But cattle are less in danger.
“Calves, when they’re small, are vulnerable,” said Niemeyer. “But it doesn’t take very many weeks before they outgrow coyotes. In my 33-year tenure, I have less than 20 calves that I would attribute to being killed by coyotes.”
Like a crime scene investigator, Niemeyer journeyed into the field to inspect sheep and cattle that ranchers said had been killed by predators. Often, his verdict was not guilty.
“You start looking and you realize nothing killed this,” said Niemeyer. “They died from a multitude of things: birthing problems, old age, bad hooves, cut by barbed wire. There were an awful lot of things attributed to predation that really were not.”
Niemeyer is not the only former Wildlife Services employee to raise questions about agency practices. In California, biologist Mike Jaeger did, too, with studies in Mendocino County that showed most coyotes don’t prey on sheep at all and those that do are the hardest to kill with nonselective traps and poison.
“The research showed quite clearly that nonselective control doesn’t work,” said Jaeger, who has since retired. “You can remove a lot of coyotes and have no effect at all. Absolutely none.”
But his calls for more selective control often went unheeded, he said, because of a disconnect between the agency’s scientific and field personnel – and its close ties to the livestock industry, which helps fund predator control.
“I think there is a lot of political pressure,” Jaeger said. “They have to make the landowners happy. And many of them perceive the solution of the problem as population reduction.”
Federal officials decline to disclose the ranches on which Wildlife Services employees work. Such information “would cause a clearly unwarranted invasion of personal privacy,” wrote Tonya Woods, director of the Freedom of Information & Privacy Act office for the USDA’s Animal and Plant Health Inspection Service. “Also, disclosing this information will not shed any light on (federal) duties and responsibilities.”
But a document obtained by The Bee provides a look at one Wildlife Services job in Nevada where predators were targeted indiscriminately, and innocent animals died.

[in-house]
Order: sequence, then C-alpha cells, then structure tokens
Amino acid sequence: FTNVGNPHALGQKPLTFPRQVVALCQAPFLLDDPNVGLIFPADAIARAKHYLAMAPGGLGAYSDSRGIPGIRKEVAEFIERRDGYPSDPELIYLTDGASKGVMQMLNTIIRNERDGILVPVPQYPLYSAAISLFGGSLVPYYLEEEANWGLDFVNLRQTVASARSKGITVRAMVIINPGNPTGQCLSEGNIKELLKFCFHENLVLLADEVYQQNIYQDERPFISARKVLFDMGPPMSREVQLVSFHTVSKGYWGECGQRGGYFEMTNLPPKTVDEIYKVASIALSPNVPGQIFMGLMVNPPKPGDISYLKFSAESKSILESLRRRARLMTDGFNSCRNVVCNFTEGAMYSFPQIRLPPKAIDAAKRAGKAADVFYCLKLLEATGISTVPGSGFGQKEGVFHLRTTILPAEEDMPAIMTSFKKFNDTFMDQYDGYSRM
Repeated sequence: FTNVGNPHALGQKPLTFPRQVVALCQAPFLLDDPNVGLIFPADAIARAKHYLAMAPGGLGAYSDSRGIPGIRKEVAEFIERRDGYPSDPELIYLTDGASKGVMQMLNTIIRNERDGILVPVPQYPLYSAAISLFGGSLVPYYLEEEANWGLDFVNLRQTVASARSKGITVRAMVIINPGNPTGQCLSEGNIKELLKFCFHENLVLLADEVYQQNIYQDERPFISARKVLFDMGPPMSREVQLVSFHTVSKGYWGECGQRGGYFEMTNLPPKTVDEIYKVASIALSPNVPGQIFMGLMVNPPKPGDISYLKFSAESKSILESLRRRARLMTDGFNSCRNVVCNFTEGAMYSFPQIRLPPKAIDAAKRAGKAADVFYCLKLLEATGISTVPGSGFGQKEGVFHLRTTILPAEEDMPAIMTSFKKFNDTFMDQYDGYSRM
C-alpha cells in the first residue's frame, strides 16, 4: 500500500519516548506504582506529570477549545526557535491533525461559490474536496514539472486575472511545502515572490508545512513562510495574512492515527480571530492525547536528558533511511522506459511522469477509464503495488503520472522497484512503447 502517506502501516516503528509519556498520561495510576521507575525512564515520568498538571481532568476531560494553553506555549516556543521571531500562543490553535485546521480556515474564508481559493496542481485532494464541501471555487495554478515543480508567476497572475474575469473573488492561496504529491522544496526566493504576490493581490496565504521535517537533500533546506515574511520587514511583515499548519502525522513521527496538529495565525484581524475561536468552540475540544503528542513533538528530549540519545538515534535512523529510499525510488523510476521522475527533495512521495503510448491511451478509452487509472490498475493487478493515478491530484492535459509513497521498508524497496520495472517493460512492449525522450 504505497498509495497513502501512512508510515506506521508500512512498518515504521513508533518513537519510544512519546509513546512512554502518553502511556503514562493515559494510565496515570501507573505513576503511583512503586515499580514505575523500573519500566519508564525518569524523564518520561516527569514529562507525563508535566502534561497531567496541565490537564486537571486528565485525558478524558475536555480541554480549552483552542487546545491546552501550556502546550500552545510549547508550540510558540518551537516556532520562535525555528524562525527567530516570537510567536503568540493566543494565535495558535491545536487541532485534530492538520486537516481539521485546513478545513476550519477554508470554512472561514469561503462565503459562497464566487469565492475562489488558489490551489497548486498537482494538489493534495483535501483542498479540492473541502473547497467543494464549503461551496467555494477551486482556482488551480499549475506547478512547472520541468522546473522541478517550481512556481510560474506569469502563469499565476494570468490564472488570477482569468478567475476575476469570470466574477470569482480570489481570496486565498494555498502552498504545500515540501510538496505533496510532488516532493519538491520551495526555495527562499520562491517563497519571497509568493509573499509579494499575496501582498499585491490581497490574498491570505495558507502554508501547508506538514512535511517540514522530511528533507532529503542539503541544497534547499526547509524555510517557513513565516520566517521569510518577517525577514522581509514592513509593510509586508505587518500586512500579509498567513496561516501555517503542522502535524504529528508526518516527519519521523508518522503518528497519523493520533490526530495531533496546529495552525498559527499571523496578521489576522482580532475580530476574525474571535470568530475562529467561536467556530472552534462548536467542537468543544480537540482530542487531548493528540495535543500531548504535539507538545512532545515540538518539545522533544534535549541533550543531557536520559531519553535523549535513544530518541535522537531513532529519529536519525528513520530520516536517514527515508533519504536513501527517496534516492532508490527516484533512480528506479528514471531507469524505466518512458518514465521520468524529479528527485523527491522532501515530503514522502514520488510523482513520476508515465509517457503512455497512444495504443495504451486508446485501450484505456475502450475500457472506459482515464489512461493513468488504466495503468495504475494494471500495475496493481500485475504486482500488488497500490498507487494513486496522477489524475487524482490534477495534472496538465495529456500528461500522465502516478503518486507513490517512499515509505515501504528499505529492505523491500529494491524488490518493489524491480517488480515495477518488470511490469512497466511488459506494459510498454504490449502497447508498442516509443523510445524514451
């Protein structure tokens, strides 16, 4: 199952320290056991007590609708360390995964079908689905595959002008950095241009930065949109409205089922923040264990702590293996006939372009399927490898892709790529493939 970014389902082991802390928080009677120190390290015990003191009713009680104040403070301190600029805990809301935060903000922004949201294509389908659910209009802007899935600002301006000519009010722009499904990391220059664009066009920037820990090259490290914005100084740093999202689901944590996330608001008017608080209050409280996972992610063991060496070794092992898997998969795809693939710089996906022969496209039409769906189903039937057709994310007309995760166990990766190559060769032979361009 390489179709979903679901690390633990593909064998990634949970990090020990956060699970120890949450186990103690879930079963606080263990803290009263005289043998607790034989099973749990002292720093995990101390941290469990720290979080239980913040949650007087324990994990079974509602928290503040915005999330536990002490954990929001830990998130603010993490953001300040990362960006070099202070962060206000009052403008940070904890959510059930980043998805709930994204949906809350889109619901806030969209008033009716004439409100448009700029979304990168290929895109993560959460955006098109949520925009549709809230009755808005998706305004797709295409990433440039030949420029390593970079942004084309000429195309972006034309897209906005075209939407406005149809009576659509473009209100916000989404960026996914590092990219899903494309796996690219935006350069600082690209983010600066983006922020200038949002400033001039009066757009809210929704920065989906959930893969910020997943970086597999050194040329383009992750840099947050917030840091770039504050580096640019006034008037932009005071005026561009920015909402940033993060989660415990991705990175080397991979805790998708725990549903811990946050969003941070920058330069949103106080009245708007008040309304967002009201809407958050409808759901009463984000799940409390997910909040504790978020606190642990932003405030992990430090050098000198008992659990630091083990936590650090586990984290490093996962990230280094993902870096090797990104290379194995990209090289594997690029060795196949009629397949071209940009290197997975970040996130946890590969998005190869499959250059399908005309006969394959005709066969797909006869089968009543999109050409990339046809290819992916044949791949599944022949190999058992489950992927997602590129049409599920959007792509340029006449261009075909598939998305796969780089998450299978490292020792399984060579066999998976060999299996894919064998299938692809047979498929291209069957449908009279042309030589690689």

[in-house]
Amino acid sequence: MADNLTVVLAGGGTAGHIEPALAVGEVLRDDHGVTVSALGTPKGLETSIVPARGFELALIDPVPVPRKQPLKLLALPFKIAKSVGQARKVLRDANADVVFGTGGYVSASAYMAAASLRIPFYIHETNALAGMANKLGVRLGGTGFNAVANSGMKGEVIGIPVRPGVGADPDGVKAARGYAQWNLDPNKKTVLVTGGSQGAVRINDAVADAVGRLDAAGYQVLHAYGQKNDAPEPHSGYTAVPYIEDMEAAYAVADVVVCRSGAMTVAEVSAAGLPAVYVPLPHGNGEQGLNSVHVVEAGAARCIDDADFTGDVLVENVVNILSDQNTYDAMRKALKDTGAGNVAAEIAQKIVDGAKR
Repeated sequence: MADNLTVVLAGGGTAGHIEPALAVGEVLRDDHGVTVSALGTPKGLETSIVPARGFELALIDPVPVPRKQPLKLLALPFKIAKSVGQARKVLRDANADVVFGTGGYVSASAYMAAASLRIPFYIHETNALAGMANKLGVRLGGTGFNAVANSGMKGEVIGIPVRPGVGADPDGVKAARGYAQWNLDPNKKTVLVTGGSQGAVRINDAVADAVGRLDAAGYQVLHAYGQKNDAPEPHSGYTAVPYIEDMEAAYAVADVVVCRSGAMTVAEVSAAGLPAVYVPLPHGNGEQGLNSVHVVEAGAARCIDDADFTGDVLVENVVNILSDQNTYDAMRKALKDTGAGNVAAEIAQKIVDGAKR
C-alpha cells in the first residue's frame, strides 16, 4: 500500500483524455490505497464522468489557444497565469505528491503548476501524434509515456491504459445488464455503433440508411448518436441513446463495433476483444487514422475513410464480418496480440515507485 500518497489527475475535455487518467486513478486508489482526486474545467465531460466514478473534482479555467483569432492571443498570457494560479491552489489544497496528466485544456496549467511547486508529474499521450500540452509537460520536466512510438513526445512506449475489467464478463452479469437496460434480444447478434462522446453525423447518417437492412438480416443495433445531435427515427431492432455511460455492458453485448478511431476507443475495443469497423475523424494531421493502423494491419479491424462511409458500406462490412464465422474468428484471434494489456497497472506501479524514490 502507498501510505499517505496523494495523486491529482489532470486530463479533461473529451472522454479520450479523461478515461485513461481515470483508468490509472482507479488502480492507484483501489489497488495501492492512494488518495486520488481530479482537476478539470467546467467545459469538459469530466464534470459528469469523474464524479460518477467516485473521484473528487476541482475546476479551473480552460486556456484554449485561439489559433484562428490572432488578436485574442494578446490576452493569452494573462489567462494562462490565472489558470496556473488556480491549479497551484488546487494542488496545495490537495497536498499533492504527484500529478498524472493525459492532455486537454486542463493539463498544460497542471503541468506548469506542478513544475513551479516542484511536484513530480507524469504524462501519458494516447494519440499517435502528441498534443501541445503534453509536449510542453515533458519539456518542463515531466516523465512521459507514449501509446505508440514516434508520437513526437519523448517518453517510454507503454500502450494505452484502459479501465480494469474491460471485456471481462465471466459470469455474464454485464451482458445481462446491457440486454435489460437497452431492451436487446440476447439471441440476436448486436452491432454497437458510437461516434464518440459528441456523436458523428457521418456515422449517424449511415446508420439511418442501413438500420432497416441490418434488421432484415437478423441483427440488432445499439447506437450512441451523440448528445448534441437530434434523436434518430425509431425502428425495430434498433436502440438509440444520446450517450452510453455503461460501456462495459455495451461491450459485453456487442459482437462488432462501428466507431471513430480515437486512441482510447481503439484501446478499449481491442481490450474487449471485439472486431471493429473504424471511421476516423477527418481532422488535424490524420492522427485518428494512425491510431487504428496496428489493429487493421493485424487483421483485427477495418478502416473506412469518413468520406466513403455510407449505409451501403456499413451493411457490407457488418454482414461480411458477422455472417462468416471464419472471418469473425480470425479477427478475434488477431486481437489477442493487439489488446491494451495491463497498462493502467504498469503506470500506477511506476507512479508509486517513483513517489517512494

The email by a Nevada Department of Wildlife biologist details work on the 3,200-acre Rafter 7 Ranch on the East Walker River in Nevada. “With no evidence of any kind that any predation had occurred Wildlife Services set snares around the area to kill any predators that may wander through,” the biologist, Russell Woolstenhulme, wrote.
Officials concluded the snares killed at random, taking the lives of four bears and four mountain lions that had not harmed sheep.
The state is now demanding that Wildlife Services target predators more selectively. “We realize some of this stuff is not publicly acceptable,” said Rob Buonamici, chief game warden for the Nevada Department of Wildlife.
Mule deer fallacies
But Wildlife Services continues to kill nonselectively in many places, including the Granite Mountains north of Reno where the goal is protecting a big-game species – mule deer – and is funded by a predator control fee assessed on hunters.
Stark, majestic and isolated, the Granites loom like an island over the desert terrain. But that beauty is deceiving because the range is a place of rough justice for predators, internal Wildlife Services records show.
After slicing open a mountain lion killed in a federal neck snare in 2008, one agency hunter filled out a handwritten report: “Stomach contained deer hair and bone fragments,” he noted. Eleven days later, he cut open another lion with different results: “He had nothing in his stomach.”
In some cases, animals had rotted away by the time the agency hunter found them. “Only the skull was saved due to decay. Pelt not saved due to decay/slippage. Decomposition did not allow for accurate weight estimate,” he wrote in a series of reports about mountain lions.
In 2009, the hunter found two lions dead in snares close to each other, “most likely” a mother and daughter, he wrote. Coyotes were targeted routinely, including four pups killed in their den in May 2011.
Has the killing been worth it? That is what scientists have asked as they’ve flown over the Granites, comparing the size and growth of deer herds where predators were killed with places where they were not.
The scientists have packaged their data and findings into reports and presentations filled with biological jargon and complex statistical analysis. But in plain English, it hasn’t worked.
“There was no discernible difference,” said Tony Wasley, a mule-deer biologist with the Nevada Department of Wildlife. “There were several different (population) variables we tested, and none were significantly different than adjacent areas with no predator control.”
Two other factors generally have bigger impacts: harsh weather and poor forage conditions. When there is not enough to eat, saving a deer from predation may only delay death by starvation later.
“The simplicity of predator control has broad appeal,” Wasley said. “The complexity of the problem is far greater.”
A recent study in “Wildlife Monographs,” a scientific journal published by the Wildlife Society, reported that most years, coyotes don’t prey on deer at all. They’re busy eating mice and rabbits. And even when a coyote does kill a mule deer, it generally doesn’t have an impact.